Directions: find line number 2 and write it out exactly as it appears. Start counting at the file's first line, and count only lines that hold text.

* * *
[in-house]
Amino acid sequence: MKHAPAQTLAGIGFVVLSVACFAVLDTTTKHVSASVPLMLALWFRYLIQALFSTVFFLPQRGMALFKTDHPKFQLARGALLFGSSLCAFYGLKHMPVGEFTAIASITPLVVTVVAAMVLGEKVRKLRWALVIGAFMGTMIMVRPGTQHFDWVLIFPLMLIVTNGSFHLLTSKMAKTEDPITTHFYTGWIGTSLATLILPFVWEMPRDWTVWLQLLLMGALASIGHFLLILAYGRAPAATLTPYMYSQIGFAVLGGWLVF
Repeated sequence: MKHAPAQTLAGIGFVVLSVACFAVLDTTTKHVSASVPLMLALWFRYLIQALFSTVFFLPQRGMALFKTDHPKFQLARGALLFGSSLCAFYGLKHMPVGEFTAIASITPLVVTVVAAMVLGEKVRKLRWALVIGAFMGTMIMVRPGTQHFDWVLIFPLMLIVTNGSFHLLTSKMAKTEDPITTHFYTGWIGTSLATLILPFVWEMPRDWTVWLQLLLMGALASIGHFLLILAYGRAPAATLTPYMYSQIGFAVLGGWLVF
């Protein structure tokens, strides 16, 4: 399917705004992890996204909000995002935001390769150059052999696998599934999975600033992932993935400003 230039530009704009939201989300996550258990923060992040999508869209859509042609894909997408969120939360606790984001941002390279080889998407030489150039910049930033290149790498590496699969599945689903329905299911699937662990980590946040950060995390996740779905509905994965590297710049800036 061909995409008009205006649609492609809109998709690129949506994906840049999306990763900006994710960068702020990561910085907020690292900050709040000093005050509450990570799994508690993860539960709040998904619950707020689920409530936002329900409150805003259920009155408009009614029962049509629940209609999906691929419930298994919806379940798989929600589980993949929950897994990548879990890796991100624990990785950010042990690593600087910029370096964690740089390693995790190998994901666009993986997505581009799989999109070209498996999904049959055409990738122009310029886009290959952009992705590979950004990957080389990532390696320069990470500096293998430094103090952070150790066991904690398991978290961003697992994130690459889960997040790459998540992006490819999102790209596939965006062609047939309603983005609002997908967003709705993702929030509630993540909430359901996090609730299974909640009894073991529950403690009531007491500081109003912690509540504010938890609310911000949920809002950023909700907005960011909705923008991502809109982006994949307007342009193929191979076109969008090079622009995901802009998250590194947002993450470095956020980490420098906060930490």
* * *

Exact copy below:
Amino acid sequence: MKHAPAQTLAGIGFVVLSVACFAVLDTTTKHVSASVPLMLALWFRYLIQALFSTVFFLPQRGMALFKTDHPKFQLARGALLFGSSLCAFYGLKHMPVGEFTAIASITPLVVTVVAAMVLGEKVRKLRWALVIGAFMGTMIMVRPGTQHFDWVLIFPLMLIVTNGSFHLLTSKMAKTEDPITTHFYTGWIGTSLATLILPFVWEMPRDWTVWLQLLLMGALASIGHFLLILAYGRAPAATLTPYMYSQIGFAVLGGWLVF